In an August 24 op-ed, Washington Times editorial page editor Tony Blankley spun poll data on Iraq to argue -- contrary to the findings of every recent major poll on the topic -- that nearly two-thirds of the American people continue to support the war in Iraq.
How did Blankley manage this feat? He wrote:
These mis-characterizations of the president's view on victory are important, because public support of the war is largely based on an expectation of victory. In a major USA Today/CNN/Gallup poll from three weeks ago 32 percent of the public said we can't win the war in Iraq. Another 43 percent predict victory, while -- critically -- 21 percent say "the United States could win the war, but they don't think it will."
If one adds that "could win, but don't think we will win" 21 percent to the 43 percent who predict victory -- one has a very solid 64 percent supporting the war.
To demonstrate that there is "very solid" support for the war, Blankley has devised a rather bizarre definition of support. An individual might think the United States will ultimately win the war but nonetheless believe the war was morally wrong or a strategic mistake. Conversely, one might believe that the war was the right thing to do but that it will ultimately be lost. So whether you believe that the United States will win, or that it could win, or that it won't win, has little to do with whether you believe the war is right. Nearly every American would agree that the United States could comfortably win a war against, say, the nation of Monaco*, which is less than two square kilometers in size and has only 32,000 citizens and no army, save its ceremonial Palace Guard. But that does not mean that every American would "support" such a war.
Perhaps Blankley pursued this strange line of argument because the last time polls showed anything like 64 percent support for the war was nearly two years ago. In December 2003, 65 percent told Gallup it was "worth going to war in Iraq," but that number has been below 50 percent since August 2004. In a June 2003 Washington Post/ABC News poll, 64 percent said the war was "worth fighting," but Post/ABC polls have shown support below 50 percent since September 2004. In December 2003, 63 percent of respondents told a CBS News/New York Times poll that "the United States did the right thing in taking military action against Iraq," but that number has not exceeded 50 percent since October 2004.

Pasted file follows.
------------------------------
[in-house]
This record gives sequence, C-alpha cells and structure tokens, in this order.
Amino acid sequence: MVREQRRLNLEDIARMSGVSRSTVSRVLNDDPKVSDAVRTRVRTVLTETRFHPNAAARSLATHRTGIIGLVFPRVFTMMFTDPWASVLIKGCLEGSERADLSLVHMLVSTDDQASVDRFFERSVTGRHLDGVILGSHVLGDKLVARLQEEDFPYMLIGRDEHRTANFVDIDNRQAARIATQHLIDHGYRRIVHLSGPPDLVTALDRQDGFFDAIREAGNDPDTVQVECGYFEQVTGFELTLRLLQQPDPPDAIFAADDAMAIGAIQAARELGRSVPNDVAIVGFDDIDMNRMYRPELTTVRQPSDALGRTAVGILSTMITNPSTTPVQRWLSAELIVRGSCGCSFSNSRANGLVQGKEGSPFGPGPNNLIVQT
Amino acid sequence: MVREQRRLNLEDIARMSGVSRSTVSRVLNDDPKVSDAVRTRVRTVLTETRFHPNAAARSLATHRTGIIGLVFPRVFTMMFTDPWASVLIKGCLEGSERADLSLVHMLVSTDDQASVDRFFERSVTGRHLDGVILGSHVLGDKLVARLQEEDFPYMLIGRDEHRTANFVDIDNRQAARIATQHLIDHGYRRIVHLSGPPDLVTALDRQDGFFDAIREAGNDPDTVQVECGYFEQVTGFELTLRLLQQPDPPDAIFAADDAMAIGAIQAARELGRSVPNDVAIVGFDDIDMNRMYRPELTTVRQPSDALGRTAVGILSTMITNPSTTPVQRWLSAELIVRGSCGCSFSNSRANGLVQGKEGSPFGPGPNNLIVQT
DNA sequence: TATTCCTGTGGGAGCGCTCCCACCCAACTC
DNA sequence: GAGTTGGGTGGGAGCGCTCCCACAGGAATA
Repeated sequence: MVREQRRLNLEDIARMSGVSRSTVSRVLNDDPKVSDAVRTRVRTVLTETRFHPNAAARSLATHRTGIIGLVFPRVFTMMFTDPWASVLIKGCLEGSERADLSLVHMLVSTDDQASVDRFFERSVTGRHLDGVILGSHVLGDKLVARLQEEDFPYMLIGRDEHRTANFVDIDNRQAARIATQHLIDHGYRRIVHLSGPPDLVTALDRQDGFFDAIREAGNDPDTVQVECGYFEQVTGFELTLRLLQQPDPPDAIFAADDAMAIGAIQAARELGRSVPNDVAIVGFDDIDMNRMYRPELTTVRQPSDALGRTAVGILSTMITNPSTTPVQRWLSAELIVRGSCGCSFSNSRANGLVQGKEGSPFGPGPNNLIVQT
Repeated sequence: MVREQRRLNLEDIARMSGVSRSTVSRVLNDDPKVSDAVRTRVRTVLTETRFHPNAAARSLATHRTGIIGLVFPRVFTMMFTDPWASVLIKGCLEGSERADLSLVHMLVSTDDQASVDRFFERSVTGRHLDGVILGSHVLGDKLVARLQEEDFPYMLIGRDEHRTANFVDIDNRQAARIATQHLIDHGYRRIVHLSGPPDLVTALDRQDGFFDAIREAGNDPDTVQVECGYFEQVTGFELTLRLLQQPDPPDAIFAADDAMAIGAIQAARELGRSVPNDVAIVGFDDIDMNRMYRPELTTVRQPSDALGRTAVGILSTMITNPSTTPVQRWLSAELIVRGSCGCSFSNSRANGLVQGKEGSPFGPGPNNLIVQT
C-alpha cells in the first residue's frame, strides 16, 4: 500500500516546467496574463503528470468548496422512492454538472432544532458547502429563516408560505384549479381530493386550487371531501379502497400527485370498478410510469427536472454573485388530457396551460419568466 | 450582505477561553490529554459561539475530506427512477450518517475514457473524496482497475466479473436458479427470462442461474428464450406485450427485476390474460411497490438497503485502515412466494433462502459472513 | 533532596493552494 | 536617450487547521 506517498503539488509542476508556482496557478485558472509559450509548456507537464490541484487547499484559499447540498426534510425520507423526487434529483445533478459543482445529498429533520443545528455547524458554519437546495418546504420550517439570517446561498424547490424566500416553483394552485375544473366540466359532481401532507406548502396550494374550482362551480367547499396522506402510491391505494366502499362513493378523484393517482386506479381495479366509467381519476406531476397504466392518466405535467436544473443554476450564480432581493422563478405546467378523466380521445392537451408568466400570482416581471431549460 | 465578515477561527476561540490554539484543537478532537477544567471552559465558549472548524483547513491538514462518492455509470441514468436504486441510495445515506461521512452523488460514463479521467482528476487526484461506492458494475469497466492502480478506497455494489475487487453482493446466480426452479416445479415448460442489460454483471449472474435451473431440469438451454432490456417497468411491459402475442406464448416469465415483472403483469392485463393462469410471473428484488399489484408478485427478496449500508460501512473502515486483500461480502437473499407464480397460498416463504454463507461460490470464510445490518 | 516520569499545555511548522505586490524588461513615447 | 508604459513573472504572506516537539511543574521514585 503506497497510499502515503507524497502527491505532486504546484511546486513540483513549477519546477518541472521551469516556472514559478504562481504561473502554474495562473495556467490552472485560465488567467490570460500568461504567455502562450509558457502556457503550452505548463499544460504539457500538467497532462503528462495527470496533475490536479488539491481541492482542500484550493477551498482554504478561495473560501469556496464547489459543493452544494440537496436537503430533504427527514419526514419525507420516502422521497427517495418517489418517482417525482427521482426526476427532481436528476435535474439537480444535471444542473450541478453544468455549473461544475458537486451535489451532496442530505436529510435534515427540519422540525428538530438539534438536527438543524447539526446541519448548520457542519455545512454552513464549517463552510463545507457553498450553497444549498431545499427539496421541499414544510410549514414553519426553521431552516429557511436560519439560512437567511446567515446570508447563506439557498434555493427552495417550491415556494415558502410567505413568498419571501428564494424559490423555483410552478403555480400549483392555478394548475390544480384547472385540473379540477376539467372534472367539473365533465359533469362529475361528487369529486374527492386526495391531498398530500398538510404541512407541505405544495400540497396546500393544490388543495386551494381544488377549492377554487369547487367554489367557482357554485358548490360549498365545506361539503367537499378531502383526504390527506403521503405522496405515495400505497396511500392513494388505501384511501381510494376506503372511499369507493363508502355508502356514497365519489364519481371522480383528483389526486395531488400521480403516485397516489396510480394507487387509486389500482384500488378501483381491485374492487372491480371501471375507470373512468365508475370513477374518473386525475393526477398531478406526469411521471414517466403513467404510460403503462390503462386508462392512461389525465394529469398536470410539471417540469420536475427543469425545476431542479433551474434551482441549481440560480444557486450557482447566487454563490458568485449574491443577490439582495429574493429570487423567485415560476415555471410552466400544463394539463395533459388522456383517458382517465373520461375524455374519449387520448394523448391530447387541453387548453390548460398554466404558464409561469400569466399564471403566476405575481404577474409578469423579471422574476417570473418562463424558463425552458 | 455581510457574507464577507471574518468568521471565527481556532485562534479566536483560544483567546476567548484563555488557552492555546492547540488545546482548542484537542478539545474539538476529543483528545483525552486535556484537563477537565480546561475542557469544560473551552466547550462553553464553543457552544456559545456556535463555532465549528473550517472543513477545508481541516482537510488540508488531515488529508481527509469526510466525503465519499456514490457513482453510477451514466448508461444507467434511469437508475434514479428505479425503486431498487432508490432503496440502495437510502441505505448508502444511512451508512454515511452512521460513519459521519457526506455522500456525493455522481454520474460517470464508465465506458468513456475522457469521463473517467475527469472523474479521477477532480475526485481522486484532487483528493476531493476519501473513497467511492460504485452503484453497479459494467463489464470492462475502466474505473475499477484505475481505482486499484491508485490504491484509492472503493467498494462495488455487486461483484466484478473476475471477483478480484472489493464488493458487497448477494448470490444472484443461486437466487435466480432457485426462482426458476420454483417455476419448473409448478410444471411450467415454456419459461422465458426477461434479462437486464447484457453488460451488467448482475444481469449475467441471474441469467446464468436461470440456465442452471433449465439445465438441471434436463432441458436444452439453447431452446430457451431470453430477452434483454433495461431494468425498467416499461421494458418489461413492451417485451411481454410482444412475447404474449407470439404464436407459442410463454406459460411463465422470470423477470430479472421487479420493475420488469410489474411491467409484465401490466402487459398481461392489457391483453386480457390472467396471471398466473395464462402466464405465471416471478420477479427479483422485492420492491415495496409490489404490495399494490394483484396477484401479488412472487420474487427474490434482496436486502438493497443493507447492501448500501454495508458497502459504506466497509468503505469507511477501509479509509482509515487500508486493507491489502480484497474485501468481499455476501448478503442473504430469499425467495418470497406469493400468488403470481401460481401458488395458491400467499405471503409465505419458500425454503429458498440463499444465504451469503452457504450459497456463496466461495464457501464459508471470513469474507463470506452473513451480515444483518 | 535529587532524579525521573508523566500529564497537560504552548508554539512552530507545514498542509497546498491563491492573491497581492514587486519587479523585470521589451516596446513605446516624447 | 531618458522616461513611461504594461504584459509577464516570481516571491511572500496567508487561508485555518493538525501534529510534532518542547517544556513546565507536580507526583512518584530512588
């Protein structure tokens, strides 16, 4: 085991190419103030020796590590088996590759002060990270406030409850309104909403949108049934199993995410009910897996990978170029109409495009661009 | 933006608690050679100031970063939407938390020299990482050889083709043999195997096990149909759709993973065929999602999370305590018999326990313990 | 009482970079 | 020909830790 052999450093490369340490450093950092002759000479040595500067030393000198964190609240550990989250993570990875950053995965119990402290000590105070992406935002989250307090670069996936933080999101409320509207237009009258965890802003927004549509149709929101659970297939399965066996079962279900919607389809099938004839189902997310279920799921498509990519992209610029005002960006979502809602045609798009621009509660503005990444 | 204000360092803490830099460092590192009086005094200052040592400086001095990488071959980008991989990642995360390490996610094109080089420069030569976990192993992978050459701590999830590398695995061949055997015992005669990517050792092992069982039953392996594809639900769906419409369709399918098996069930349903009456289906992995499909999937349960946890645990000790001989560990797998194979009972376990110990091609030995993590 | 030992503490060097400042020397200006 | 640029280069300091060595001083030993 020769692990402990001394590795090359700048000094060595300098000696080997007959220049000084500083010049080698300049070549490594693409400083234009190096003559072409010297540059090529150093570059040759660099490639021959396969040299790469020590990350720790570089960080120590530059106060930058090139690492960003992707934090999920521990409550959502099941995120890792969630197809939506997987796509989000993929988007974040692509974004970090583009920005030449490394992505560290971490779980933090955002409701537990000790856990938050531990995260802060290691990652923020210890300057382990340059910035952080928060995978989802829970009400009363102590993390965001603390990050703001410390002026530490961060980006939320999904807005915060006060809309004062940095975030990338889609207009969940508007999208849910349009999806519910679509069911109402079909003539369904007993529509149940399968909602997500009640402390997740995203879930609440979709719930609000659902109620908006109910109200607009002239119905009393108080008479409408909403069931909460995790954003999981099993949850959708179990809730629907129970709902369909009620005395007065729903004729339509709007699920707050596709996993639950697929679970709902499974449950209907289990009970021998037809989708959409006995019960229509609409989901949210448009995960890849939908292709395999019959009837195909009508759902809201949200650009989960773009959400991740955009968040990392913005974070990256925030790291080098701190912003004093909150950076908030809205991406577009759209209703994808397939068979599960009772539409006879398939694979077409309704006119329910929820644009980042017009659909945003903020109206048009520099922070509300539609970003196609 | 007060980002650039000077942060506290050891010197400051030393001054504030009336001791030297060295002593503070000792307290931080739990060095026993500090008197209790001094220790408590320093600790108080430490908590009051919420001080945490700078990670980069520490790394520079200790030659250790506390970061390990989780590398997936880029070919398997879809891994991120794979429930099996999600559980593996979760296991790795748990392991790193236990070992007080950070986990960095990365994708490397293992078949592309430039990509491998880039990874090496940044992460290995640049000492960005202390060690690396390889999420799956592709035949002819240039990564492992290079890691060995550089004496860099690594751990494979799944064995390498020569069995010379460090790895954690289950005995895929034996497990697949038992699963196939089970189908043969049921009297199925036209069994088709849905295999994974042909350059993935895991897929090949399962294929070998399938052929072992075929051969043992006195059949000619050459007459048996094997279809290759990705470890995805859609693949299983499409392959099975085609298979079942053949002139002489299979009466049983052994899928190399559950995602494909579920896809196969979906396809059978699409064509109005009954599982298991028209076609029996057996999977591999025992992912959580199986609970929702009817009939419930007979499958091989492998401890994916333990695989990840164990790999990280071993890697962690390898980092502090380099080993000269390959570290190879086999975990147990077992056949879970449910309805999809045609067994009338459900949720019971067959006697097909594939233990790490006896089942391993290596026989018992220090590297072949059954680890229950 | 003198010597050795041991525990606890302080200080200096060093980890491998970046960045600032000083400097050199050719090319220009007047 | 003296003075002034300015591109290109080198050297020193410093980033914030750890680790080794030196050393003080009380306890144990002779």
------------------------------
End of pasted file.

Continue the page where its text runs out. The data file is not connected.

Despite the overwhelming "support" for the war that Blankley gleaned from the results of a question unrelated to support for the war, he went on to cite one of two questions Gallup asked that were in fact on point:
It is worth noting that despite the doubts expressed by the public in that Gallup Poll, by 53 percent-46 percent those surveyed still said it was not a mistake to send U.S. troops to Iraq.
But in making this statement, Blankley ignored the most recent Gallup poll -- conducted August 5-7 -- to find one more to his liking. In the most recent poll, 54 percent of respondents said the war was a mistake, while 44 percent said it was not. But Blankley reached back to a Gallup poll conducted July 22-24 to find 53 percent of respondents saying it was not a mistake.
Correction: This item originally incorrectly identified Monaco as an island nation. In fact, Monaco is bordered on three sides by the nation of France.